Torrey’s views as expressed here are closer to Keswick teaching with its idea of suppression of the old man. He also expresses clearly the line that was to become familiar, that the baptism with the Spirit is separate from sanctification. However, one must ask whether even Torrey maintains the distinction convincingly, after all he does say that the blessing is accompanied by a great moral uplift. This point will be returned to later as it needs further development in the light of other passages we have not yet looked at.
Torrey’s exposition of the baptism of the Holy Spirit as enduement with power for service became the model which later developed into the full blown Pentecostal doctrine. During the Nineteenth Century there had been this gradual shift from the emphasis on purity to that of power. There had been various influences in this development as has been seen in previous chapters. At this point we should also note the influence of the British Methodist, William Arthur. His book, The Tongue of Fire
, was published in 1856 and was widely read both in Britain and America. Arthur, in his use of Pentecostal language, shifted the emphasis from purity to power. It is not known whether Torrey read Arthur’s book but the point is that this book had a pervasive influence. We do know, however, that Moody and Finney had both influenced Torrey; both of them had, in setting forth their views of the baptism of the Spirit, emphasised power. Torrey developed his teaching and clarified what he believed the baptism with the Spirit is. Torrey exercised a wide preaching and teaching ministry in which he frequently spoke of the baptism with the Holy Spirit. During these meetings it was Torrey’s desire to lead people into an experience of the baptism of the Holy Spirit. It may be that the spoken word carried more influence than the printed page, certainly some of the testimonies that Torrey cites would lead one to conclude this to be the case.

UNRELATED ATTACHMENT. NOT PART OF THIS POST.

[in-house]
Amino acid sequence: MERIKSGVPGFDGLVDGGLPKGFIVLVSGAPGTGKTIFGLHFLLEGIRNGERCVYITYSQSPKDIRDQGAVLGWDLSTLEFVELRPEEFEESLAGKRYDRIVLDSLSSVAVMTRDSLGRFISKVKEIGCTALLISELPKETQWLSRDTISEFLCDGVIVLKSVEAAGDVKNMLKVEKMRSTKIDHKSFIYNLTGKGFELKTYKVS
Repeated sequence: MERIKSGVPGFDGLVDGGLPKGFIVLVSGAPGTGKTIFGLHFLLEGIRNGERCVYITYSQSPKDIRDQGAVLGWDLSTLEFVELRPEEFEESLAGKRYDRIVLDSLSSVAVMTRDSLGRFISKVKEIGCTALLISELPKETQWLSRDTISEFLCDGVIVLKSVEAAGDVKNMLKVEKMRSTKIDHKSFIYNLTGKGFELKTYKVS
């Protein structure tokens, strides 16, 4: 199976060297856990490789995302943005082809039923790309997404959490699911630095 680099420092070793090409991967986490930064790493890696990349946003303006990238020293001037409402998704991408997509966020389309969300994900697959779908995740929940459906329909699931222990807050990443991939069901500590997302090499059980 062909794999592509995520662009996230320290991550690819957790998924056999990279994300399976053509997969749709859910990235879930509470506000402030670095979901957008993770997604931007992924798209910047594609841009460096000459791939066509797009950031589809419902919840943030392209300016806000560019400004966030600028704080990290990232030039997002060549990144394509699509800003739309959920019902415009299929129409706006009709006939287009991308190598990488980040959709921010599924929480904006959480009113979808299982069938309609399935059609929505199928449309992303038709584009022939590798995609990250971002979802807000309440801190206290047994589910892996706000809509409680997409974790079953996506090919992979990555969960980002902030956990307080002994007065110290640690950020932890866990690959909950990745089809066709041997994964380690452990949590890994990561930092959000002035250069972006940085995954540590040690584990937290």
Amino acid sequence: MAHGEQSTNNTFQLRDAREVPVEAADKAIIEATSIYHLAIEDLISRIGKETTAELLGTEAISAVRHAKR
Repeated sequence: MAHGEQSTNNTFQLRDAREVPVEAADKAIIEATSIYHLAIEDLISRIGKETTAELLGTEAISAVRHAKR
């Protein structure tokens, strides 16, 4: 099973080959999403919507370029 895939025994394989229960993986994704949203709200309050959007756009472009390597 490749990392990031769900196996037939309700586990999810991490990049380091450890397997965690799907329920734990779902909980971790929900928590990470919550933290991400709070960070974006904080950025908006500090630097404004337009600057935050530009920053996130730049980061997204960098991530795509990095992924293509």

Although Torrey emphasised that the baptism with the Spirit was for power for service, he also listed a number of conditions for receiving the baptism with the Spirit. These conditions raise some questions as to the consistency of his thinking as they are directly linked to purity. Daniel Steele had maintained that purity must precede power. Reuben Torrey agrees with this up to a point but denies that purification is part of the baptism with the Holy Spirit. Torrey would argue that purity is connected to sanctification and one needs to have renounced sin to receive the baptism with the Holy Spirit. He strongly believed that Holiness teaching is mistaken when it identifies the baptism with the Holy Spirit with entire sanctification. Torrey clearly states the need to renounce sin when he says,
The second step is also found in the word repent. While the change of mind about Jesus is the first and prominent thought, there must also be a change of mind about sin – a change of mind from a sin-loving or sin-indulging attitude to a sin-hating and sin-renouncing attitude. This is the second step: renounce sin, all sin, every sin
It is important to note this connection between the renunciation of sin and the baptism with the Holy Spirit. Sadly this emphasis was to be lost in later generations.
Torrey’s fourth step is also connected to sanctification, it is, obedience. When Torrey explains this fourth step, he comes very close to the Holiness emphasis, especially in his use of altar terminology. Torrey says,